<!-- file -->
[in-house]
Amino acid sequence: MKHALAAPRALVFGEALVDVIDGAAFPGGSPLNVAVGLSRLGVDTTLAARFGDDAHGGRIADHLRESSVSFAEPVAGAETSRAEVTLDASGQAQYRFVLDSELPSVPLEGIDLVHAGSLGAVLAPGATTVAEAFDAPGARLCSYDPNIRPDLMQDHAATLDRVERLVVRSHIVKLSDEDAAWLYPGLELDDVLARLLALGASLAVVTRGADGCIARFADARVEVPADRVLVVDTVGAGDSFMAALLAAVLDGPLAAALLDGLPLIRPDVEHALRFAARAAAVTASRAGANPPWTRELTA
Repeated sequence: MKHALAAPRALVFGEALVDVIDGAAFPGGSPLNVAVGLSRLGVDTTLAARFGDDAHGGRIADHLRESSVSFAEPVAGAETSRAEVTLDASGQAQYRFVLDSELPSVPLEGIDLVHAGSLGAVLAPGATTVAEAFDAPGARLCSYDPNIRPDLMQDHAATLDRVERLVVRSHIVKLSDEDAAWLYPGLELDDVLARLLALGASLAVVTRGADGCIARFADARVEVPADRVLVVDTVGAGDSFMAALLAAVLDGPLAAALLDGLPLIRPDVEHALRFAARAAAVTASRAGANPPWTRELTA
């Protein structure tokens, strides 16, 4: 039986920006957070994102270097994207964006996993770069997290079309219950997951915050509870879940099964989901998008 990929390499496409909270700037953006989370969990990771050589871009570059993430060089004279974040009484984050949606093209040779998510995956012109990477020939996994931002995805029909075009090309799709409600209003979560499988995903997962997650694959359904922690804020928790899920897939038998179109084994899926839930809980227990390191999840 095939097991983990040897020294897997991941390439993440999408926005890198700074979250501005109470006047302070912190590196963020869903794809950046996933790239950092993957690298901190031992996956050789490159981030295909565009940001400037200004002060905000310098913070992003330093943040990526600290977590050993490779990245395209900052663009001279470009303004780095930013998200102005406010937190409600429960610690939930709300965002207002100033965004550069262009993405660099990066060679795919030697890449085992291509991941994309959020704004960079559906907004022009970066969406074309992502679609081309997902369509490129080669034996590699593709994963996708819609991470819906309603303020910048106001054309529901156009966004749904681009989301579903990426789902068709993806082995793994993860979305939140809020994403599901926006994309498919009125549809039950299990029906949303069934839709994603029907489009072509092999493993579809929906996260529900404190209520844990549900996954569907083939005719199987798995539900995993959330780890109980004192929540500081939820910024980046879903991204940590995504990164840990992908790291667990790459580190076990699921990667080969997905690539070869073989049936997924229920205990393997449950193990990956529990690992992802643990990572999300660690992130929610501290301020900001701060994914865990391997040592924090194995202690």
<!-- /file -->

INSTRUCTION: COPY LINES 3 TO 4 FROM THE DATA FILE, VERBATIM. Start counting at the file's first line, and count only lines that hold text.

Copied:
Repeated sequence: MKHALAAPRALVFGEALVDVIDGAAFPGGSPLNVAVGLSRLGVDTTLAARFGDDAHGGRIADHLRESSVSFAEPVAGAETSRAEVTLDASGQAQYRFVLDSELPSVPLEGIDLVHAGSLGAVLAPGATTVAEAFDAPGARLCSYDPNIRPDLMQDHAATLDRVERLVVRSHIVKLSDEDAAWLYPGLELDDVLARLLALGASLAVVTRGADGCIARFADARVEVPADRVLVVDTVGAGDSFMAALLAAVLDGPLAAALLDGLPLIRPDVEHALRFAARAAAVTASRAGANPPWTRELTA
């Protein structure tokens, strides 16, 4: 039986920006957070994102270097994207964006996993770069997290079309219950997951915050509870879940099964989901998008 990929390499496409909270700037953006989370969990990771050589871009570059993430060089004279974040009484984050949606093209040779998510995956012109990477020939996994931002995805029909075009090309799709409600209003979560499988995903997962997650694959359904922690804020928790899920897939038998179109084994899926839930809980227990390191999840 095939097991983990040897020294897997991941390439993440999408926005890198700074979250501005109470006047302070912190590196963020869903794809950046996933790239950092993957690298901190031992996956050789490159981030295909565009940001400037200004002060905000310098913070992003330093943040990526600290977590050993490779990245395209900052663009001279470009303004780095930013998200102005406010937190409600429960610690939930709300965002207002100033965004550069262009993405660099990066060679795919030697890449085992291509991941994309959020704004960079559906907004022009970066969406074309992502679609081309997902369509490129080669034996590699593709994963996708819609991470819906309603303020910048106001054309529901156009966004749904681009989301579903990426789902068709993806082995793994993860979305939140809020994403599901926006994309498919009125549809039950299990029906949303069934839709994603029907489009072509092999493993579809929906996260529900404190209520844990549900996954569907083939005719199987798995539900995993959330780890109980004192929540500081939820910024980046879903991204940590995504990164840990992908790291667990790459580190076990699921990667080969997905690539070869073989049936997924229920205990393997449950193990990956529990690992992802643990990572999300660690992130929610501290301020900001701060994914865990391997040592924090194995202690």